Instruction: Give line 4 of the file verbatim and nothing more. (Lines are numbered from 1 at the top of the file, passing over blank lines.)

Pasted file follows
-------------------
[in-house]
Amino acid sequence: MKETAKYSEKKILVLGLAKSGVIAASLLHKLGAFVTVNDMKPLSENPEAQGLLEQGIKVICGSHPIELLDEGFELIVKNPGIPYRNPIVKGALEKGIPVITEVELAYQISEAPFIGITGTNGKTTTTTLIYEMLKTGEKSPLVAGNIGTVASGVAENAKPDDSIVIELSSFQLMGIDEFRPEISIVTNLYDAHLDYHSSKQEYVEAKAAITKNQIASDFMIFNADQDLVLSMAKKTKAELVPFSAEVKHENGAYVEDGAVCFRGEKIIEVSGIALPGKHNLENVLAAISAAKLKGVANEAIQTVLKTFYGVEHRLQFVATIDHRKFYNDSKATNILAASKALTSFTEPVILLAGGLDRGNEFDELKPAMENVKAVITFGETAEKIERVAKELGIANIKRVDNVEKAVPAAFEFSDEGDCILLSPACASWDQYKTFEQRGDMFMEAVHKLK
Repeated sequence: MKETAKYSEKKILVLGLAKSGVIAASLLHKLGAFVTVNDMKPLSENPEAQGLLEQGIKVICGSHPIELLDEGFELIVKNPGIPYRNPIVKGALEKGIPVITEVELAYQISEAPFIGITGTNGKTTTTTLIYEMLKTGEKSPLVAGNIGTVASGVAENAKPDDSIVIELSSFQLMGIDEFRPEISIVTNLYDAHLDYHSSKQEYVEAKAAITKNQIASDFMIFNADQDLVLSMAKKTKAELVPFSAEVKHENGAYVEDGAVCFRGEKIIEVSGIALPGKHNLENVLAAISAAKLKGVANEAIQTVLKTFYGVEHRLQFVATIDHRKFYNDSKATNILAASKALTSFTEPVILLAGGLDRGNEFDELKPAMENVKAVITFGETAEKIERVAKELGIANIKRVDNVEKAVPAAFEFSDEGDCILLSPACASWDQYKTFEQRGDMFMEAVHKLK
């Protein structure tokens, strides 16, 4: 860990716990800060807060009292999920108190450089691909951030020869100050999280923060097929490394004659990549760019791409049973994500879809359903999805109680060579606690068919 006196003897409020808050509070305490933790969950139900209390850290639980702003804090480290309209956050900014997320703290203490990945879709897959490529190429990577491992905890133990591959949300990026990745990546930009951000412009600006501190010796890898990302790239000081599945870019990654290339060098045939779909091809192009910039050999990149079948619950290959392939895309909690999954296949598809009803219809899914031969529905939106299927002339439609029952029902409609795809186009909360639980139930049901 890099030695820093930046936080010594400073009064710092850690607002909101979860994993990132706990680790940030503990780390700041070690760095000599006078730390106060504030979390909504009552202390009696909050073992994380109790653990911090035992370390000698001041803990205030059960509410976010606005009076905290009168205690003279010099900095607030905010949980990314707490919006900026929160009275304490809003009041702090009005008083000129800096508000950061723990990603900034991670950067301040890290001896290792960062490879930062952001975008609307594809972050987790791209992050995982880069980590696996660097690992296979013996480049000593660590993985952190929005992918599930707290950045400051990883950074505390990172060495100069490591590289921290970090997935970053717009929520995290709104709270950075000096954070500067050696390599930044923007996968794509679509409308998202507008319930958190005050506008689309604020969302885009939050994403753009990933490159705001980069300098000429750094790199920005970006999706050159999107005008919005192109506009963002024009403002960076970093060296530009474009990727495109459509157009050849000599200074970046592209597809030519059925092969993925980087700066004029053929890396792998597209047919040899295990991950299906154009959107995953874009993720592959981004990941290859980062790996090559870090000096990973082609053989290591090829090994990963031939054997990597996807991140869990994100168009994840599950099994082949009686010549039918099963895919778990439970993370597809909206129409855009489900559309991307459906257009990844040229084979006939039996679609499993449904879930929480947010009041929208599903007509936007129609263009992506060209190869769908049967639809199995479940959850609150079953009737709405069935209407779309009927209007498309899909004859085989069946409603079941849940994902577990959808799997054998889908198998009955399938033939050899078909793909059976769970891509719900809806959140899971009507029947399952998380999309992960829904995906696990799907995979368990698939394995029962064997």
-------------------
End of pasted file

């Protein structure tokens, strides 16, 4: 860990716990800060807060009292999920108190450089691909951030020869100050999280923060097929490394004659990549760019791409049973994500879809359903999805109680060579606690068919 006196003897409020808050509070305490933790969950139900209390850290639980702003804090480290309209956050900014997320703290203490990945879709897959490529190429990577491992905890133990591959949300990026990745990546930009951000412009600006501190010796890898990302790239000081599945870019990654290339060098045939779909091809192009910039050999990149079948619950290959392939895309909690999954296949598809009803219809899914031969529905939106299927002339439609029952029902409609795809186009909360639980139930049901 890099030695820093930046936080010594400073009064710092850690607002909101979860994993990132706990680790940030503990780390700041070690760095000599006078730390106060504030979390909504009552202390009696909050073992994380109790653990911090035992370390000698001041803990205030059960509410976010606005009076905290009168205690003279010099900095607030905010949980990314707490919006900026929160009275304490809003009041702090009005008083000129800096508000950061723990990603900034991670950067301040890290001896290792960062490879930062952001975008609307594809972050987790791209992050995982880069980590696996660097690992296979013996480049000593660590993985952190929005992918599930707290950045400051990883950074505390990172060495100069490591590289921290970090997935970053717009929520995290709104709270950075000096954070500067050696390599930044923007996968794509679509409308998202507008319930958190005050506008689309604020969302885009939050994403753009990933490159705001980069300098000429750094790199920005970006999706050159999107005008919005192109506009963002024009403002960076970093060296530009474009990727495109459509157009050849000599200074970046592209597809030519059925092969993925980087700066004029053929890396792998597209047919040899295990991950299906154009959107995953874009993720592959981004990941290859980062790996090559870090000096990973082609053989290591090829090994990963031939054997990597996807991140869990994100168009994840599950099994082949009686010549039918099963895919778990439970993370597809909206129409855009489900559309991307459906257009990844040229084979006939039996679609499993449904879930929480947010009041929208599903007509936007129609263009992506060209190869769908049967639809199995479940959850609150079953009737709405069935209407779309009927209007498309899909004859085989069946409603079941849940994902577990959808799997054998889908198998009955399938033939050899078909793909059976769970891509719900809806959140899971009507029947399952998380999309992960829904995906696990799907995979368990698939394995029962064997």